My Dentistry Blog

Posts for: June, 2015

By Colonial Dental Group
June 26, 2015
Category: Oral Health

Neuromuscular DentistryFind out how more about neuromuscular dentistry and how it promotes jaw health.

Have you been experiencing jaw pain or discomfort? Are you concerned that your symptoms could be due to jaw misalignment? While you could go to any dentist for treatment, for those who are suffering from jaw problems the most effective treatment you can find is from your Glenview, IL neuromuscular dentists. We understand the relationship between hard and soft tissues found in the jaw and face, and can help to correct dental issues due to jaw misalignment.

Q. What is neuromuscular dentistry?

A. Neuromuscular dentistry is a type of dental treatment that specializes in fixing jaw misalignments. Jaw misalignment is when the upper and lower teeth do not line up properly with each other. This problem can cause pain, swelling, headaches and significant stress and wear on jaw muscles. Temporomandibular joint disorder (TMJ) is one common jaw problem that is due to jaw misalignment.

Q. How does my Glenview, IL dentist diagnose my jaw misalignment?

A. In order to alleviate your symptoms your Glenview, IL dentists will need to examine your bite and from there determine where your proper bite should be to help relax your jaw muscles. Besides a thorough physical examination, we will also perform X-rays and other forms of radiography to help us better understand your jaw joints and discover the proper position for your jaw.

Q. What are some neuromuscular dentistry treatments?

A. If your Glenview dentists have determined that you suffer from jaw misalignment then we will need to first determine the cause—whether it’s due to the jaw joints themselves or from the position of certain teeth. Based on the specific cause, we will create a treatment plan that will shift the jaw to its ideal position.

One way we do this is by using a mouth guard or splint, which can help to correct and stabilize the position of the jaw until the correction is permanent. Another treatment known as Transcutaneous Electrical Neural Stimulation (TENS) requires your Glenview, IL dentists to place electrodes on your jaw, shoulders and neck to transmit low-frequency electrical stimulation to help contract and relax the muscles in the jaw and reduce symptoms.

Sometimes if the jaw misalignment is due to tooth position this can be corrected with simple orthodontics or with certain dental restorations like tooth reshaping and dental crowns.

Don’t let jaw discomfort affect your life. Find out how your Glenview, IL neuromuscular dentist can help alleviate your symptoms. Schedule an appointment with Colonial Dental Group today!


By Colonial Dental Group
June 15, 2015
Category: Dental Procedures
MovingJustaFewTeethcanhaveBigResults

Orthodontists are able to achieve attractive results with traditional braces moving several teeth into a better position. In a way, braces are the original “smile makeover.”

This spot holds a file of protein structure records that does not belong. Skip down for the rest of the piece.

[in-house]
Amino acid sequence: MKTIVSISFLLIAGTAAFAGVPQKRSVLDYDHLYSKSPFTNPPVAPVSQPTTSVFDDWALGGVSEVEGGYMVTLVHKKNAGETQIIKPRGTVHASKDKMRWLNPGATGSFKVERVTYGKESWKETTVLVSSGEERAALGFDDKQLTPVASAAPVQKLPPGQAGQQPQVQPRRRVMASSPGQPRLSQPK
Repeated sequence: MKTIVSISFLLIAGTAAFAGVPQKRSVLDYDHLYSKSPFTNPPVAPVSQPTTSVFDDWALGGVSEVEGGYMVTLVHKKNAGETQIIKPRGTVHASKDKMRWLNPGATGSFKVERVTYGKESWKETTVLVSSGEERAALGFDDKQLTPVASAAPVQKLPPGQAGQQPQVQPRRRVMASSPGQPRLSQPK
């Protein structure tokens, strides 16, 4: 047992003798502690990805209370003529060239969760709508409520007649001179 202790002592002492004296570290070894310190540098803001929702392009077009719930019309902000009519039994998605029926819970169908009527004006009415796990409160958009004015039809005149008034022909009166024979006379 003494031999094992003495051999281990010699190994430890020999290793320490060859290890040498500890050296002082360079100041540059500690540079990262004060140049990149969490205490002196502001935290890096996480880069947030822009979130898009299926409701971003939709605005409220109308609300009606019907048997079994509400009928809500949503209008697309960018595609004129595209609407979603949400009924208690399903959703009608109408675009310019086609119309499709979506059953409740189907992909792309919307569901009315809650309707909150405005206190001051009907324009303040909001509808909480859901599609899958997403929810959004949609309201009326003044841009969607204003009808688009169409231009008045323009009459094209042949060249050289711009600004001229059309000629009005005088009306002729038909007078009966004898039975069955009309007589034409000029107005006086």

But orthodontic treatment can also be useful if only a few teeth (like the two upper front teeth) need to be moved slightly. A treatment known as minor tooth movement takes only a few months as opposed to years for traditional multiple teeth movement, and with removable appliances that may use small springs or elastics to place gentle pressure on teeth to move them.

So, what constitutes a minor tooth movement scenario? As with any dental condition, the first step is a complete dental examination, particularly the bite. We also need to determine if enough room exists to close any space without compromising the bite with the opposing teeth, and if the teeth and their roots are in a good position to allow minor movement — otherwise, more extensive treatment may be called for. The surrounding gum tissues and bone also need to be healthy and disease-free, especially in adults.

We may also need to look more closely at the actual cause for a front tooth gap. If the gap is the result of the tongue habitually pressing against the back of the teeth and pushing them forward, it may then be difficult or impossible to close the gap with minor tooth movement techniques. The cause may also originate from the frenum (a thin, muscular tissue that rises up from between the upper front teeth toward the lip) if it has extended too far between the teeth. In this case we may first need to surgically remove some of the frenum tissue before attempting orthodontics or the teeth may gradually move back apart after closing the gap.

Although minor tooth movement normally doesn’t take as long as braces, it may still require several months. And just like with braces, you will need to wear a retainer for several months afterward until the bone stabilizes around the new position. Still, minor tooth movement could have a major impact on your smile.

If you would like more information on orthodontic treatments, please contact us or schedule an appointment for a consultation. You can also learn more about this topic by reading the Dear Doctor magazine article “Minor Tooth Movement.”